Implementation works through collaboration and consensus-building to inform, plan, implement, and evaluate research for all program areas. It is a sequential process which includes a collaborative workgroup model, training development, pilots, statewide training, follow up and technical assistance. The timeline from research to completed implementation can take approximately 12 to 24 months depending on the complexity of the research and size of the training audience.
The goal of the ORRAI Research Implementation team is to ensure that DHS data, research, and analytics:
- Strengthen decision-making and outcome and metric tracking;
- Inform policies, procedures and operational models;
- Are conducted collaboratively through partnerships with DHS leadership, staff from all levels, experts, and other key stakeholders;
- Are well-communicated throughout the DHS community;
- Are well-implemented through training and technical assistance to staff;
- Are supported and sustainable through evaluation and designated resources when applicable.
Research Implementation Steps
STEP 1 - Research:
During the research phase we work with stakeholders to define the scope and operational impact, prepare and document the project, and identify the impact.
STEP 2 - Workgroup:
We utilize representative workgroups throughout the research process to: evaluate what we are learning; determine the optimal uses; develop strategies for implementation; and provide feedback on training development and delivery.
STEP 3 - Development:
In developing tools, processes, or models that will be used by employees in their work, we focus on useful and user-friendly products by developing curriculum for stakeholders at multiple levels, utilizing the content knowledge of experts within the system, and by considering diversity, equity, and inclusion principles.
STEP 4 - Training:
Our training phase includes: utilizing workgroup recommendations for training; addressing site specific strengths, barriers, challenges, and goals; and gathering and documenting feedback from trainings to inform future projects and adapt future trainings.
STEP 5 - Support and Maintenance:
We monitor the outcomes and implementation of research through:
- Continuous on-site technical assistance, case specific consultation and stakeholder support.
- Outcome monitoring, data collection and evaluation related to implementation.
- Communication with stakeholders regarding the impact of implementation.
- Maintenance of implementation plan with status and progress updates to stakeholders.
Child Welfare: Capacity Project
Identifying Capacity Needs for Children within the Oregon Child Welfare System
Placements for children and youth in the Oregon foster care system have been dictated by placement availability with limited recognition of child needs and provider capability. This research will estimate the number of placement beds (e.g. foster care, proctor care, residential treatment, etc.) necessary to optimally serve children in substitute care. The Implementation team worked with a panel of casework experts to recommend placement types for a random sample of children and youth entering substitute care. Researchers will then use statistical techniques to identify the best placement for each of these same youth, based on optimal child outcomes. The differences in these two results will refine estimates of placement capacity to create the optimal continuum of care.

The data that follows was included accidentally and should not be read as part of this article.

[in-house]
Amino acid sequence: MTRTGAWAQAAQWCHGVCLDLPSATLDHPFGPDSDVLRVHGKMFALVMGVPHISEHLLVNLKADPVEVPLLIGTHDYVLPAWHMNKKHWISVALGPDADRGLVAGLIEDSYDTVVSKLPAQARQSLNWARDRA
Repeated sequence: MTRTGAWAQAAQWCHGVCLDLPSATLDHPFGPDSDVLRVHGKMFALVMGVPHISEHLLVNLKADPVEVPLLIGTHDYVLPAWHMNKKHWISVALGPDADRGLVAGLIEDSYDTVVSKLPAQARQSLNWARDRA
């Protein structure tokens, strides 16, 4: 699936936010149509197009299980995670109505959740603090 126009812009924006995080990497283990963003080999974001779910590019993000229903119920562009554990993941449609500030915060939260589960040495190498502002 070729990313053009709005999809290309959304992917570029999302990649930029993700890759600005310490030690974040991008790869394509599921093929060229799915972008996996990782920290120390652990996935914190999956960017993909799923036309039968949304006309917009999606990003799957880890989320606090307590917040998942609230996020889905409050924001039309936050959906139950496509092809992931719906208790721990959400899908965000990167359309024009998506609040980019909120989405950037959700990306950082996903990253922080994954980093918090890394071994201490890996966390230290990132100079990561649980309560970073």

Child Welfare Screening Predictive Analytics Tool
ORRAI’s Research and Implementation units partnered with Child Welfare to launch an innovative new tool that utilizes predictive analytics to support child abuse allegation screening decisions. The Screening Predictive Analytics Tool uses Oregon historical child welfare outcomes and predictive models to generate probability scores that assist in decision-making about whether to assign a report to the child abuse hotline for further investigation. The predictive models combine the current report information with historical data from OR-Kids, the statewide DHS Child Welfare data system. The models use machine learning to leverage more than a hundred distinct variables (i.e., individual pieces of information) into thousands of combinations to generate the estimates.
Implementation convened Child Welfare leadership and staff and members of the Office of Equity and Multicultural Services (OEMS), the Office of Information Services (OIS), and the Office of Training, Investigations, and Safety (OTIS) in a series of workgroups that informed the development of the predictive model, implementation of the tool into OR-Kids and the screening process, troubleshooting and testing, communication to stakeholders, and staff training. The process was also supported by partnerships with Action for Child Protection and Casey Family Programs. Read more about the model and pilot implementation of the tool at the Oregon Child Abuse Hotline (ORCAH) in the Safety at Screening Research Brief.pdf and the Safety at Screening Tool Development and Execution Report.pdf.
Because predictive equations are created with historical data, they have the potential to perpetuate biases embedded in the data. An additional, important component of the Safety at Screening Tool is the fairness correction procedure that minimizes bias while preserving accuracy. Read more in the Fairness Correction Manuscript.pdf